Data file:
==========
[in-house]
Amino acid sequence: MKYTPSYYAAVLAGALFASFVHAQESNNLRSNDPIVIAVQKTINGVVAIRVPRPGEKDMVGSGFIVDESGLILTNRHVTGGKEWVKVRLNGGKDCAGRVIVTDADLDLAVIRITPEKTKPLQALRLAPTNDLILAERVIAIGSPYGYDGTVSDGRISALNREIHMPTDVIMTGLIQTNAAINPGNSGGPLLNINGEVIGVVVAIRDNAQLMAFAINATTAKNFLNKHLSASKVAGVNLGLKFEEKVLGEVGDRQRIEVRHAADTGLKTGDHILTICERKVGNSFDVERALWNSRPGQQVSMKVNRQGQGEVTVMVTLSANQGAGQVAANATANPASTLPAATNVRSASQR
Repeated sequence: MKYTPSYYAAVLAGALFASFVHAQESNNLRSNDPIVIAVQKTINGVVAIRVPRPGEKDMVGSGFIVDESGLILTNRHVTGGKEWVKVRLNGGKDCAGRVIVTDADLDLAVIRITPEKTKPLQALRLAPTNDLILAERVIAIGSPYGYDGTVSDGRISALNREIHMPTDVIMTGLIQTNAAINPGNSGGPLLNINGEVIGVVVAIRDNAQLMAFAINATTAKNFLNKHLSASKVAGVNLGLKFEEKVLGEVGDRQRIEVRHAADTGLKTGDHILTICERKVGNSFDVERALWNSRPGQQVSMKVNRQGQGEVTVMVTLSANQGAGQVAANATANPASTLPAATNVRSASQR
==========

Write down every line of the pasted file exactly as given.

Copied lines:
[in-house]
Amino acid sequence: MKYTPSYYAAVLAGALFASFVHAQESNNLRSNDPIVIAVQKTINGVVAIRVPRPGEKDMVGSGFIVDESGLILTNRHVTGGKEWVKVRLNGGKDCAGRVIVTDADLDLAVIRITPEKTKPLQALRLAPTNDLILAERVIAIGSPYGYDGTVSDGRISALNREIHMPTDVIMTGLIQTNAAINPGNSGGPLLNINGEVIGVVVAIRDNAQLMAFAINATTAKNFLNKHLSASKVAGVNLGLKFEEKVLGEVGDRQRIEVRHAADTGLKTGDHILTICERKVGNSFDVERALWNSRPGQQVSMKVNRQGQGEVTVMVTLSANQGAGQVAANATANPASTLPAATNVRSASQR
Repeated sequence: MKYTPSYYAAVLAGALFASFVHAQESNNLRSNDPIVIAVQKTINGVVAIRVPRPGEKDMVGSGFIVDESGLILTNRHVTGGKEWVKVRLNGGKDCAGRVIVTDADLDLAVIRITPEKTKPLQALRLAPTNDLILAERVIAIGSPYGYDGTVSDGRISALNREIHMPTDVIMTGLIQTNAAINPGNSGGPLLNINGEVIGVVVAIRDNAQLMAFAINATTAKNFLNKHLSASKVAGVNLGLKFEEKVLGEVGDRQRIEVRHAADTGLKTGDHILTICERKVGNSFDVERALWNSRPGQQVSMKVNRQGQGEVTVMVTLSANQGAGQVAANATANPASTLPAATNVRSASQR